Rank describes the peak's rise a.k.a. "prominence" relative to other peaks within a state or other category, where a minumum rise is required for a summit to qualify as "ranked". For example, a rank of 1 is the most prominent in the category, 2 is second most prominent. At listsofjohn, ranked peaks require 300' minimum rise.
Saddle is the low point of the highest connecting ridge (highest ridge at its lowest point) to an elevation greater than the peak's maximum elevation. Elevation is listed in feet, interpolated if spot elevations are not given. Elevation is converted from meter maps to feet rounded down to the nearest foot. In cases of multiple saddle candidates not on the same connecting ridge, the saddle is determined by shortest distance to potential line parents. Obviously DEM and altimeter measurements are not used given the variability and subjectivity involved with deriving and choosing those figures.
County or counties a summit belongs to. When multiple counties are in consideration (when a peak resides very near or on a county border), the peak will belong to multiple counties only if the summit location indicates the summit is literally on the county line or when a spot elevation is not available and the middle of the highest closed contour straddles the county line.
Name of the USGS 7.5' quadrangle (or other smallest scale available). 7.5 Minute Quadrangle boundaries are defined using the NAD27 coordinate system in eighths of a degree.
Location of summit in decimal degrees. Specific locations presented here are original works and property of listsofjohn.com
and may not be replicated or republished without exclusive permission from listsofjohn.com. The coordinate system displayed used and displayed is NAD83/WGS84. When spot elevations are not available and more
than one closed contour is a candidate for the summit location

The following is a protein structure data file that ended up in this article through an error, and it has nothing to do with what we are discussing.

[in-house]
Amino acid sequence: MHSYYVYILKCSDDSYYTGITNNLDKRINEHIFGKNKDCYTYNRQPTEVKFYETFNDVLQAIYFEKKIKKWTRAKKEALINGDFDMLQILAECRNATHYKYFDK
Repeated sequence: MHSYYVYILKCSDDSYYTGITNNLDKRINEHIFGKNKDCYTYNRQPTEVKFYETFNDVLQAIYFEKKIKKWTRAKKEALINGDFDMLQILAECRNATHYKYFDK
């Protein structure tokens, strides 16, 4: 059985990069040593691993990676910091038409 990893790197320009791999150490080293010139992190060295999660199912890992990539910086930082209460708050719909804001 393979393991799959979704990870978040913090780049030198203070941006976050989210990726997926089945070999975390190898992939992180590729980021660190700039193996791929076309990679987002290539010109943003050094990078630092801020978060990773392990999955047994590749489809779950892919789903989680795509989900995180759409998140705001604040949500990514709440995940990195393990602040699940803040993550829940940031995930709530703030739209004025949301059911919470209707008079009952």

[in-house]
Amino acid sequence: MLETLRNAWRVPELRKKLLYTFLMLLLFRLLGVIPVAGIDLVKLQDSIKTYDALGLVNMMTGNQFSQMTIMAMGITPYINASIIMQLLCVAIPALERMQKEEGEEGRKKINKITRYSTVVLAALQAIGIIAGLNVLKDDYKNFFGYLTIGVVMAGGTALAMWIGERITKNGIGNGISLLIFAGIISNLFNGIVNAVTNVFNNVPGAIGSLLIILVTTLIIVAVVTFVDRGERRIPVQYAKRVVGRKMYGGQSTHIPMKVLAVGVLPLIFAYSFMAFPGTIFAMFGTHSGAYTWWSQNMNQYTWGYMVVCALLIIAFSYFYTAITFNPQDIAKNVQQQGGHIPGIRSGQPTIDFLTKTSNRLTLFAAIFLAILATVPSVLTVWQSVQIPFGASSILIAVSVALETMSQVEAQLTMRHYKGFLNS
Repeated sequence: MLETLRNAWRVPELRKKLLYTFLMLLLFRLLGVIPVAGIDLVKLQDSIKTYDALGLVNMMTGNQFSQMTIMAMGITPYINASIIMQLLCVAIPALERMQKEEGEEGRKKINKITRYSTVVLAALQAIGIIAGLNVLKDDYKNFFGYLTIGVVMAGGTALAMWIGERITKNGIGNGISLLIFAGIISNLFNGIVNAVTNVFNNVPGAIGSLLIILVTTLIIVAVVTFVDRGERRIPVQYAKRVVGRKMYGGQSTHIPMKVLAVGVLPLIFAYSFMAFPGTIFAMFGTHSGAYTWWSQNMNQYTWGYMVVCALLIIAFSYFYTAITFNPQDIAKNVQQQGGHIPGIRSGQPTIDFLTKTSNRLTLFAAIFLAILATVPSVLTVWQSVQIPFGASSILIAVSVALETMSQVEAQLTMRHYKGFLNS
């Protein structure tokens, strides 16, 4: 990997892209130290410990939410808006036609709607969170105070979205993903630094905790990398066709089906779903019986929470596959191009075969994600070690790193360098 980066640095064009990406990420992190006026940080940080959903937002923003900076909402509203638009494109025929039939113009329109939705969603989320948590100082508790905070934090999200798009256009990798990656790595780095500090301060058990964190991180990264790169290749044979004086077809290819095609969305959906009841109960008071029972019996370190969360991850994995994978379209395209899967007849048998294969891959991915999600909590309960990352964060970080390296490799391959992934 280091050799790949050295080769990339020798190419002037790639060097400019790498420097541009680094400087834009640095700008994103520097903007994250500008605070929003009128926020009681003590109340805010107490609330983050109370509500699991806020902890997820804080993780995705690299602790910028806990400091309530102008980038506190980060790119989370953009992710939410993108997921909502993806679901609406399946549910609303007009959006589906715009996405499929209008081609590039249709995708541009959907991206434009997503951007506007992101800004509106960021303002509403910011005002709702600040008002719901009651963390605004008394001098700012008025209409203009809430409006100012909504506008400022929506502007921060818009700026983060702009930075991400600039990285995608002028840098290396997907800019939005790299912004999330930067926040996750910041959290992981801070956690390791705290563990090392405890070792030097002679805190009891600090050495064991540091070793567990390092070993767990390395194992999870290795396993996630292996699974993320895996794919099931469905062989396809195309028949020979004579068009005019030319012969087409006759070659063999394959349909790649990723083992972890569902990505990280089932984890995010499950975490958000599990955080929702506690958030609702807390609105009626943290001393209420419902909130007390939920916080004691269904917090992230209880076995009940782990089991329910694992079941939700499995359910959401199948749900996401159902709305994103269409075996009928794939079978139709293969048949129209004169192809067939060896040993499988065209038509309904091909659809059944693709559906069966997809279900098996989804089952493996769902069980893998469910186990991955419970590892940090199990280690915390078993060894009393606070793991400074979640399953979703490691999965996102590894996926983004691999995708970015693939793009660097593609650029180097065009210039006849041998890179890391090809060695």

(meaning these closed contours do not themselves already possess enough independent rise to be considered separate
ranked summits), field observation takes precedent when available, followed by size of the
closed contour. When a spot elevation is provided where there are competing contours, it will be used if the spot
elevation is higher than the interpolated value of another contour.
Rise is a measure of summit height minus saddle height. This is synonymous with the term "prominence". Saddle and summit elevations are often interpolated.
Line Parent is the first higher ranked peak encountered if following the crest of the highest connecting ridge away from the saddle of the peak in question. The term "line" refers to lineage, where if one were to follow a peak's highest connecting ridge to the next ranked peak and repeat this process, there is a "line" or "ancestry" in a hierarchical sense.
Proximate Parent is akin to "Nearest Higher Neighbor" and is simply the closest higher ranked peak in terms of distance. There is no consideration as to the peak's belonging from a prominence perspective as in a mountain range with successively higher line parents
Isolation is the measure of distance from the summit of the peak in question to the